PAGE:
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Saturday, 11 December 2010

From Today's Papers - 10 Dec 2010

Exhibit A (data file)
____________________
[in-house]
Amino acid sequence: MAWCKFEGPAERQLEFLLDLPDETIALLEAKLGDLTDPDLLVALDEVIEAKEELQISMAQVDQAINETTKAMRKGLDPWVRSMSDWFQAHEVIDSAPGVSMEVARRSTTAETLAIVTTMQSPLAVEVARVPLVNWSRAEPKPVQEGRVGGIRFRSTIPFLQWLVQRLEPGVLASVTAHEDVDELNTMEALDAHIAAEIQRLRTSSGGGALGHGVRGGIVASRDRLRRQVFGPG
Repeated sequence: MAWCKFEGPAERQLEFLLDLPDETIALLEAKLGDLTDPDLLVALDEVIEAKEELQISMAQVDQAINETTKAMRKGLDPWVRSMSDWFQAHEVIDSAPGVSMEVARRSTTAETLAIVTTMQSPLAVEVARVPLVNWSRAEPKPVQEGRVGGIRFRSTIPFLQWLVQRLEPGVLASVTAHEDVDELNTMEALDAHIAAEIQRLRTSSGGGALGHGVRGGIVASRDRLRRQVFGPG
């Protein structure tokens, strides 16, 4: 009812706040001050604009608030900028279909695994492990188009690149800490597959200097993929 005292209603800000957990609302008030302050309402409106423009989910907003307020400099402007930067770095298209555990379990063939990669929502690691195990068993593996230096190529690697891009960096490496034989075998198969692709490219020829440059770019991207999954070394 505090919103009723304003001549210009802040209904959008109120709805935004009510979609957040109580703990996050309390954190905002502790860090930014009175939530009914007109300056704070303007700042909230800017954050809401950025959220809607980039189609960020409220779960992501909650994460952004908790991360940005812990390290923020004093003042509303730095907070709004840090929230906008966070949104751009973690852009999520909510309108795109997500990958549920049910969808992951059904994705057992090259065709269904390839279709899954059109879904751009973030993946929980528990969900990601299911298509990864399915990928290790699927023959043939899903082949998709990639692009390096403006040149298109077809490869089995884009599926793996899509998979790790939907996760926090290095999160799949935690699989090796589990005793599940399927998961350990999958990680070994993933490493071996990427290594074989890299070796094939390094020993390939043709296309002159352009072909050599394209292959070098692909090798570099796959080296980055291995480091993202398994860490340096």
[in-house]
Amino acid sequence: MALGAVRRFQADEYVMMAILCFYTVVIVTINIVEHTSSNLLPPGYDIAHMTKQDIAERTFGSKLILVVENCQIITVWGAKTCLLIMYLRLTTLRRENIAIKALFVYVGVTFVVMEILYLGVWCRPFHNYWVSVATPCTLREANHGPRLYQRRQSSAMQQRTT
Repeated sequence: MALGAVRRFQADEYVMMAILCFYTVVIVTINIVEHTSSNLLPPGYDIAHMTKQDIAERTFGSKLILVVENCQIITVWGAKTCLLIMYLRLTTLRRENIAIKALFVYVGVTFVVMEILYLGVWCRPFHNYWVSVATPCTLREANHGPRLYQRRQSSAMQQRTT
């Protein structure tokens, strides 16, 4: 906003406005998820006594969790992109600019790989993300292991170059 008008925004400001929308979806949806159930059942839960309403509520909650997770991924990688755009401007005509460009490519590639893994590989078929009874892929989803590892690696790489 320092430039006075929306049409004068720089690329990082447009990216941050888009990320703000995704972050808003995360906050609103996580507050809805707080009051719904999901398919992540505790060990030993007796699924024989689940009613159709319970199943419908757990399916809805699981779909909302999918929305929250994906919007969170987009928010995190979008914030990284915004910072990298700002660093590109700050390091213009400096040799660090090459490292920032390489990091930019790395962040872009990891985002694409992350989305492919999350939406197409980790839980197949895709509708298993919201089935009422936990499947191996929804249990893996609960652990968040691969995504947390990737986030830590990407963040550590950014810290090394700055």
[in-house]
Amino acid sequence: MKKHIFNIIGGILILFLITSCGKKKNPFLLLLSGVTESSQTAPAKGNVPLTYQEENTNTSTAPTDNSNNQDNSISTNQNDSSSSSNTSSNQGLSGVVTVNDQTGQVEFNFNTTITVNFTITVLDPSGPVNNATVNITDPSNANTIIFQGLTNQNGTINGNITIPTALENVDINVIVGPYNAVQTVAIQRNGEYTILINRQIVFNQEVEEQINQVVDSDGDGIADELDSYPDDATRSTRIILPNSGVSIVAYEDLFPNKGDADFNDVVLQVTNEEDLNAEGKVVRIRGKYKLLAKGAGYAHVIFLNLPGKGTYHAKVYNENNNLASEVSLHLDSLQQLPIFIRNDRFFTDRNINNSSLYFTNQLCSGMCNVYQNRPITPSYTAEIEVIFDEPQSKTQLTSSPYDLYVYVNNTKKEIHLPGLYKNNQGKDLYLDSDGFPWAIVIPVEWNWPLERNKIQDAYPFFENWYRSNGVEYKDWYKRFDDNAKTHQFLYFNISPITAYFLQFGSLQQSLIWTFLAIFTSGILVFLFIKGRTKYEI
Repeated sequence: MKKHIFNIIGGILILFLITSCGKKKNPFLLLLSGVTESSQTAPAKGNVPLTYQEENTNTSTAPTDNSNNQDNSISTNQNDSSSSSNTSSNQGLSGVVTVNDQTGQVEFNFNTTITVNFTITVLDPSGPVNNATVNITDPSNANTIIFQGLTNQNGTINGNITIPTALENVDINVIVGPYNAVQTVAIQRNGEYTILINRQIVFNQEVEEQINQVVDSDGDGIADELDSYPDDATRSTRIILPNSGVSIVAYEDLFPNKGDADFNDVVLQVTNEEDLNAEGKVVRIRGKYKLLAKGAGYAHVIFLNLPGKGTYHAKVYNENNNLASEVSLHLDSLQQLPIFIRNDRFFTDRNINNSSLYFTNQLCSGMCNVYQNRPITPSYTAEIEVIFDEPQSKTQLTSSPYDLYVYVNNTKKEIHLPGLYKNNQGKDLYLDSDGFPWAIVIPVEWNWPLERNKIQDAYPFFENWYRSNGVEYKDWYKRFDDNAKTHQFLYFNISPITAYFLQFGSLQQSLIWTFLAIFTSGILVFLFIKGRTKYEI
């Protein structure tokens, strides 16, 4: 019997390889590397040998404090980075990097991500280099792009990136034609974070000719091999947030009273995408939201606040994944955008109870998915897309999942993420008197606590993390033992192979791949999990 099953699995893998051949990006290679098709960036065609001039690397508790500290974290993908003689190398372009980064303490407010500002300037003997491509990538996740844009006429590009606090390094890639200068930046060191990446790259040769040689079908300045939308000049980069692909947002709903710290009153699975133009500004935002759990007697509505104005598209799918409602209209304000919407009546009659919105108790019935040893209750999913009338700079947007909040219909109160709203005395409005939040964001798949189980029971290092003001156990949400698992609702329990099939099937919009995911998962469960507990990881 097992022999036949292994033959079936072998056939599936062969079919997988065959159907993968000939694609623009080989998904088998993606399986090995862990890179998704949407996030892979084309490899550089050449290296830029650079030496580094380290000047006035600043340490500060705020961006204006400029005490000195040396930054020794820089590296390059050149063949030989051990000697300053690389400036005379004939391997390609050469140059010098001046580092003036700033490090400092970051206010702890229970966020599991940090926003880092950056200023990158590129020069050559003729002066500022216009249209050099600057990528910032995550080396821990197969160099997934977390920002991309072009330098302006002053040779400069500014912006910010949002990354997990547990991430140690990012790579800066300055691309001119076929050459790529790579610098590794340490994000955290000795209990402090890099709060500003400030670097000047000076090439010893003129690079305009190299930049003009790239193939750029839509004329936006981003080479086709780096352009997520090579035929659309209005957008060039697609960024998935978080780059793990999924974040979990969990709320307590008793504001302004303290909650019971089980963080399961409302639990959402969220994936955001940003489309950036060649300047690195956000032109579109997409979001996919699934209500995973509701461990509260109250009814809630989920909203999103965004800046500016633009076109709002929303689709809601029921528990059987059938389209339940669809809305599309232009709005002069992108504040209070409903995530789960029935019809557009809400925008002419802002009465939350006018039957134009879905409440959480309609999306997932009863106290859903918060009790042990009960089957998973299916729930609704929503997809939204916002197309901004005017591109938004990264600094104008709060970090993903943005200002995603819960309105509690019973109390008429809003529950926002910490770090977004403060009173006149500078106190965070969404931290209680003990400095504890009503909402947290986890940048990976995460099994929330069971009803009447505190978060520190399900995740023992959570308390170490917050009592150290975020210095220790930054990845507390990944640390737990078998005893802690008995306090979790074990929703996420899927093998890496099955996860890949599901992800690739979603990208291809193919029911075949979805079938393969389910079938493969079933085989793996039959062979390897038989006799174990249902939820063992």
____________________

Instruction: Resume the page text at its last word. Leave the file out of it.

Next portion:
The cancer of corruption Army must be above reproach  Corruption is often viewed as a way of life in India. But India’s apolitical, disciplined and professional Army has enjoyed a relatively clean image — at least until recently — when compared to most other government institutions and departments. Till about a decade ago, financial irregularities and other kinds of corruption were mostly considered a preserve of branches such as the Army Service Corps, the Army Ordnance Corps and the Military Engineering Service where the opportunity to make money is considered high.  The last decade, however, has witnessed a considerable number of cases of not just financial corruption, but also moral and professional impropriety across even combat arms. Most disconcertingly, a number of General-rank officers, too, have figured in such incidents, thereby sullying the image of an otherwise overstretched Army. The latest in a long list of incidents is a censure for sexual misconduct accorded to a Lt-General, a former Engineer-in-Chief, who is one of the Army Chief’s eight principal staff officers. Earlier this decade, the Leh-based XIV Corps Commander (a Lt-General) was asked to resign for his alleged involvement with another officer’s wife followed by a Division Commander (a Maj-Gen), also posted in Ladakh, being dismissed for sexual misconduct with a junior lady officer. That this is just the tip of the iceberg is evident from the Army’s reply to an RTI activist who sought information on Brigadier and above rank officers facing allegations of corruption. The Army stated that the information sought was so “voluminous in nature” that compiling it would “disproportionately divert their time and resources”. Indeed, several senior Army officers, including General-rank officers, have been caught selling military liquor, fudging encounters with terrorists and Pakistani soldiers, illegally transferring Army land to a private developer, and even manhandling and locking up CBI officials.  An admission to the rot prevailing in a section of the officer cadre was made by the present Army Chief who, soon after assuming command in April, cautioned that until the Army’s internal health was not up to the mark, “we won’t be able to take good care of external challenges”. This is not to say that the entire Army can or should be labelled corrupt. But it is in the interest of both the nation and the armed forces that military officers must always be above reproach. This will also be in the interest of professionalism, propriety and command. There is simply too much at stake.